New kind of life?

The discovery of a microbe that thrives on arsenic, which kills all living things by working as a poison, opens new possibilities about the nature of life. The strange bacteria was found in a lake in California and was grown in lab dishes in research sponsored by US space agency NASA. NASA in fact even created a flutter by linking the results of the research to the existence of extraterrestrial life.  What the scientists found was that life can support itself without the basic elements which are now considered to be essential for its creation and sustenance. Life as it is known on earth is not possible without carbon, hydrogen, nitrogen, oxygen and phosphorus. But what has now been found is that phosphorus can be replaced with arsenic in the bacteria’s genetic code. 

If that is true it means that life can evolve in ways other than those known to us. The bacteria that grows on arsenic is not exactly another form of life or a new species, but a new kind of life. The search for alien life is now directed at planets which have the same conditions as those prevailing on earth. These might number many billions, though none of them may have been identified. But if life can evolve from other elements and in other environments the number could be multiplied millions of times. It might also raise the question why only planets or similar bodies should be considered hospitable to life.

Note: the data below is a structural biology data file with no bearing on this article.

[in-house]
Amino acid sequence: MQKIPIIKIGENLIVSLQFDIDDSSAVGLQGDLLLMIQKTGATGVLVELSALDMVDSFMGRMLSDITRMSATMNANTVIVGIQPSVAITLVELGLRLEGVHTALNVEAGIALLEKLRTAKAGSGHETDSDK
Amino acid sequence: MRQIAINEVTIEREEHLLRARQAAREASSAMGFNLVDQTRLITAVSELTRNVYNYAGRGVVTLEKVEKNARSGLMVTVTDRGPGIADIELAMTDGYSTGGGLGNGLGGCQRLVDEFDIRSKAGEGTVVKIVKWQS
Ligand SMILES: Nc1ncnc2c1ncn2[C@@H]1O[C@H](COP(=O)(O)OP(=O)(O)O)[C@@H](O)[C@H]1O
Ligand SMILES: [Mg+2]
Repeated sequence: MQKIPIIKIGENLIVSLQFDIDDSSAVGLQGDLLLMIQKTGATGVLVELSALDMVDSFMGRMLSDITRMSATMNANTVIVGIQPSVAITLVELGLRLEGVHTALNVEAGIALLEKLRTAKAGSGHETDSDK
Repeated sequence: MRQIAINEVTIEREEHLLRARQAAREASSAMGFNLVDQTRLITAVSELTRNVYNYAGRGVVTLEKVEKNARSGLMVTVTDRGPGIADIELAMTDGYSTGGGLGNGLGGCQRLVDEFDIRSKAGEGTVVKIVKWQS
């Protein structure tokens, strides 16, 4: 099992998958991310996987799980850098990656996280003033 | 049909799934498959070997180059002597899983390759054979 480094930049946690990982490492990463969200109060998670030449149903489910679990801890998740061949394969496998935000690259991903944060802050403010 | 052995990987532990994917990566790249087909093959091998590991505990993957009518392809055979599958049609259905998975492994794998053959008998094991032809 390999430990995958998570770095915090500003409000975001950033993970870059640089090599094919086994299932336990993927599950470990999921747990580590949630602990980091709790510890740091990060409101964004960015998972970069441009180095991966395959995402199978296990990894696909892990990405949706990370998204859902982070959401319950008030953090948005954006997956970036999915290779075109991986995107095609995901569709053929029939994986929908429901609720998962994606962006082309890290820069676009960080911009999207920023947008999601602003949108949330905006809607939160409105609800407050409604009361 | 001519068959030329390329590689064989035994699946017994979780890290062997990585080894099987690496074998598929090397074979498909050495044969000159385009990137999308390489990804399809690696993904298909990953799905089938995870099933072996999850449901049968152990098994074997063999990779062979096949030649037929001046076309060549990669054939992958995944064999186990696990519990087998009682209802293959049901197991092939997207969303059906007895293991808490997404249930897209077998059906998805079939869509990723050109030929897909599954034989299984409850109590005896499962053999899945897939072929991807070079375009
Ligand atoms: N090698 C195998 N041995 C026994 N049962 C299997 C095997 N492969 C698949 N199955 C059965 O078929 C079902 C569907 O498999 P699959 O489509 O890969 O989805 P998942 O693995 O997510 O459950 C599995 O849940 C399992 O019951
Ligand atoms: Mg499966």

There is still some controversy about the nature of the bacteria and the experiment but the conclusions seem to have found wide support too. Many important scientific ideas relating to the nature of life or the universe have implications that go beyond science. They can also affect the idea of human beings about themselves and their place in the universe. It is not necessary to exaggerate the importance of the discovery of the bacteria which should have been an impossibility, going by the accepted idea of life. But its existence might show that ‘alien’ life might in a way exist on the earth too. The more important idea is that life can grow out of anything and in any conditions. But we know life is stranger than the strangest fiction and the wildest imagination.

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